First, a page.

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Publication# Deep Convolutional Neural Network for Inverse Problems in Imaging

Michaël Unser, Kyong Hwan Jin, Michael Thompson McCann, Emmanuel Augustin Julien Froustey

2017

Journal paper

2017

Journal paper

Abstract

In this paper, we propose a novel deep convolutional neural network (CNN)-based algorithm for solving ill-posed inverse problems. Regularized iterative algorithms have emerged as the standard approach to ill-posed inverse problems in the past few decades. These methods produce excellent results, but can be challenging to deploy in practice due to factors including the high computational cost of the forward and adjoint operators and the difficulty of hyperparameter selection. The starting point of this paper is the observation that unrolled iterative methods have the form of a CNN (filtering followed by pointwise nonlinearity) when the normal operator $(H ^{ * }$ H, where $H ^{ * }$ is the adjoint of the forward imaging operator, H) of the forward model is a convolution. Based on this observation, we propose using direct inversion followed by a CNN to solve normal-convolutional inverse problems. The direct inversion encapsulates the physical model of the system, but leads to artifacts when the problem is ill posed; the CNN combines multiresolution decomposition and residual learning in order to learn to remove these artifacts while preserving image structure. We demonstrate the performance of the proposed network in sparse-view reconstruction (down to 50 views) on parallel beam X-ray computed tomography in synthetic phantoms as well as in real experimental sinograms. The proposed network outperforms total variation-regularized iterative reconstruction for the more realistic phantoms and requires less than a second to reconstruct a 512 × 512 image on the GPU.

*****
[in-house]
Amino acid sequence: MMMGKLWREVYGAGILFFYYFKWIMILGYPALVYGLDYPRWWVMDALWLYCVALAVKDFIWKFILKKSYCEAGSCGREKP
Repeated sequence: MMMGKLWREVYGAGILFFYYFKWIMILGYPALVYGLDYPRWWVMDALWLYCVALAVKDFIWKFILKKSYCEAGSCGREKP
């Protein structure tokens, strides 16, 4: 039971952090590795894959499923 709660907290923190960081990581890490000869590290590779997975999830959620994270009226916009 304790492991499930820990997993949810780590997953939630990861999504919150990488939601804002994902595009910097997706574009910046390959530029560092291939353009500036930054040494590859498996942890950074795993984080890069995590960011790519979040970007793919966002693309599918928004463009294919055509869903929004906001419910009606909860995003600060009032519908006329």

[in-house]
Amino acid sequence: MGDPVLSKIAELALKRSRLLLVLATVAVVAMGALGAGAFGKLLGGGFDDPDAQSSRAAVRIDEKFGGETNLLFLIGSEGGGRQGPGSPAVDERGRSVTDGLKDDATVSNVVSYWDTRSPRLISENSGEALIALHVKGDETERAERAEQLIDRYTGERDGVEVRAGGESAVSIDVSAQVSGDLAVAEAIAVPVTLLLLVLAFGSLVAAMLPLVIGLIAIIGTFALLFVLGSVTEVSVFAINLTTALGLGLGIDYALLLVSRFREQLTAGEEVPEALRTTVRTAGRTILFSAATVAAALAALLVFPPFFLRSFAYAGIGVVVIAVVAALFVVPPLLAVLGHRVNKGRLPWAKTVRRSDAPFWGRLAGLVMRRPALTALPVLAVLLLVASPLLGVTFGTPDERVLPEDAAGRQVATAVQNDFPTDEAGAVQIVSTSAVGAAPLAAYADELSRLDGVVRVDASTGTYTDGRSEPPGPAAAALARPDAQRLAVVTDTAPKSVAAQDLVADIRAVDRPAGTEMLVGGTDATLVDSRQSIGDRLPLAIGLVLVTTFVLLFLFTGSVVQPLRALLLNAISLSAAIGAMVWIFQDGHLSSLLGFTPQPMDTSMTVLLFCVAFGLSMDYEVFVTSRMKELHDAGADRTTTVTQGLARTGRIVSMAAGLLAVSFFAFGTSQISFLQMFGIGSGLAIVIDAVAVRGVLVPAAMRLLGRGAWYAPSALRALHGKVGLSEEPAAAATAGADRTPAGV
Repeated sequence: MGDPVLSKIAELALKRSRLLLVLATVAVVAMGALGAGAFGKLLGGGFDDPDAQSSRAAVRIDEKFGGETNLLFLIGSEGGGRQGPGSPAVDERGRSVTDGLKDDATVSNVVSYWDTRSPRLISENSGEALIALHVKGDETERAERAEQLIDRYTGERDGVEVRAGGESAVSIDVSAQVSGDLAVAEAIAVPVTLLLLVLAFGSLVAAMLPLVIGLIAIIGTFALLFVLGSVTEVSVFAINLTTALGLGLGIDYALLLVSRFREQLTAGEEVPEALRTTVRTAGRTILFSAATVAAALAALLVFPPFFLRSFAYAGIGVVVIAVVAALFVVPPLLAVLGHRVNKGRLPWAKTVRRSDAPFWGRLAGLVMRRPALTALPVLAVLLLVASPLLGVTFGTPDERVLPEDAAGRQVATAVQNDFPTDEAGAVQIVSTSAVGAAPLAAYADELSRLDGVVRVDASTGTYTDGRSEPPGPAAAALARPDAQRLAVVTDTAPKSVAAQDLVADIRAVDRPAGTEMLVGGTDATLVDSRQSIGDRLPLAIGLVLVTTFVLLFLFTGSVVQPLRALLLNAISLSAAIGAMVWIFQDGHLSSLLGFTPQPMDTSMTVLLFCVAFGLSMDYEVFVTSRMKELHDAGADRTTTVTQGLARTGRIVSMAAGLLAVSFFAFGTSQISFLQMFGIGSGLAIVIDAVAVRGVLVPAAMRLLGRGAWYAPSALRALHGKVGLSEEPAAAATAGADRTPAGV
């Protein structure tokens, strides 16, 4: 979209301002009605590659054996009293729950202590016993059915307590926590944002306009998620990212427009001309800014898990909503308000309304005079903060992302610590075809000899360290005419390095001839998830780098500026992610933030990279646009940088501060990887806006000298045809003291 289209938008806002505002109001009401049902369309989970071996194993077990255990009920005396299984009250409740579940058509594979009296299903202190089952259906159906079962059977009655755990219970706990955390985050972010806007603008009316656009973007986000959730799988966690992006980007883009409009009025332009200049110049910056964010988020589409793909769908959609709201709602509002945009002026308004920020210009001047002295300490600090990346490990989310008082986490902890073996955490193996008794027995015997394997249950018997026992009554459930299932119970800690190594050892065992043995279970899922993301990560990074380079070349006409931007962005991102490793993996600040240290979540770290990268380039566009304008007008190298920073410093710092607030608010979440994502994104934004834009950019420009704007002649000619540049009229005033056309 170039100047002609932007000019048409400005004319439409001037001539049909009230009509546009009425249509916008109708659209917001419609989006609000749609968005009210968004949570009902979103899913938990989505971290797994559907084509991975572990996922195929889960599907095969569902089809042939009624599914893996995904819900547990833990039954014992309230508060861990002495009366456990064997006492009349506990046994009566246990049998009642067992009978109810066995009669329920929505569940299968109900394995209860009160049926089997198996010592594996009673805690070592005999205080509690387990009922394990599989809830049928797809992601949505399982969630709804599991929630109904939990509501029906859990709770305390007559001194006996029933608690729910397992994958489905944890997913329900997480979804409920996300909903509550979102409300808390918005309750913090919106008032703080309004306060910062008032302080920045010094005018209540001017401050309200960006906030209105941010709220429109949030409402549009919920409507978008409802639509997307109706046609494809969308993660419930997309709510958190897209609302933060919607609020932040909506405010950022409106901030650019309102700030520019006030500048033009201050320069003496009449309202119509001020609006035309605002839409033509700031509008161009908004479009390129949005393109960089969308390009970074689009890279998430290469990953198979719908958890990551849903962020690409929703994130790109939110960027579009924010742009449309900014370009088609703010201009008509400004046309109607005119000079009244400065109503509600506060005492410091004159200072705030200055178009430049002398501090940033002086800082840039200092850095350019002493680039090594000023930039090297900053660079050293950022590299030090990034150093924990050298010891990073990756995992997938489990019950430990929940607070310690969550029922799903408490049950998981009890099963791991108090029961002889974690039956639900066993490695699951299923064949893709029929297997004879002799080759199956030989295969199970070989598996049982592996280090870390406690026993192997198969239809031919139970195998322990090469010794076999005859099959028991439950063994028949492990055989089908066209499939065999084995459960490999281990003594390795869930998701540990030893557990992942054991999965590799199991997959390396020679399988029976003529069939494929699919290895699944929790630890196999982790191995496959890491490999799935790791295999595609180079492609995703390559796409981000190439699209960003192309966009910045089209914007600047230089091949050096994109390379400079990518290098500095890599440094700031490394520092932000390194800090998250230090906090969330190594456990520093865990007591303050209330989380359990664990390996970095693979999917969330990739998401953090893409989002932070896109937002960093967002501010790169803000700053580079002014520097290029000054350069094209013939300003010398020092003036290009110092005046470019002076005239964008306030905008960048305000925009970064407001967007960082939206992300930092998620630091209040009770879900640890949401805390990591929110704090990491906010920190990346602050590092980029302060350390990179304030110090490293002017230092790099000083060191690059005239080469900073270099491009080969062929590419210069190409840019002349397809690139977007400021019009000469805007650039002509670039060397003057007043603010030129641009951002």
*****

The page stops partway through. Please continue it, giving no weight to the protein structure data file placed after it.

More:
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Inverse problem

An inverse problem in science is the process of calculating from a set of observations the causal factors that produced them: for example, calculating an image in X-ray computed tomography, source reconstruction in acoustics, or calculating the density of the Earth from measurements of its gravity field. It is called an inverse problem because it starts with the effects and then calculates the causes. It is the inverse of a forward problem, which starts with the causes and then calculates the effects.

Residual neural network

A Residual Neural Network (a.k.a. Residual Network, ResNet) is a deep learning model in which the weight layers learn residual functions with reference to the layer inputs. A Residual Network is a network with skip connections that perform identity mappings, merged with the layer outputs by addition. It behaves like a Highway Network whose gates are opened through strongly positive bias weights. This enables deep learning models with tens or hundreds of layers to train easily and approach better accuracy when going deeper.

Deep learning

Deep learning is part of a broader family of machine learning methods, which is based on artificial neural networks with representation learning. The adjective "deep" in deep learning refers to the use of multiple layers in the network. Methods used can be either supervised, semi-supervised or unsupervised.

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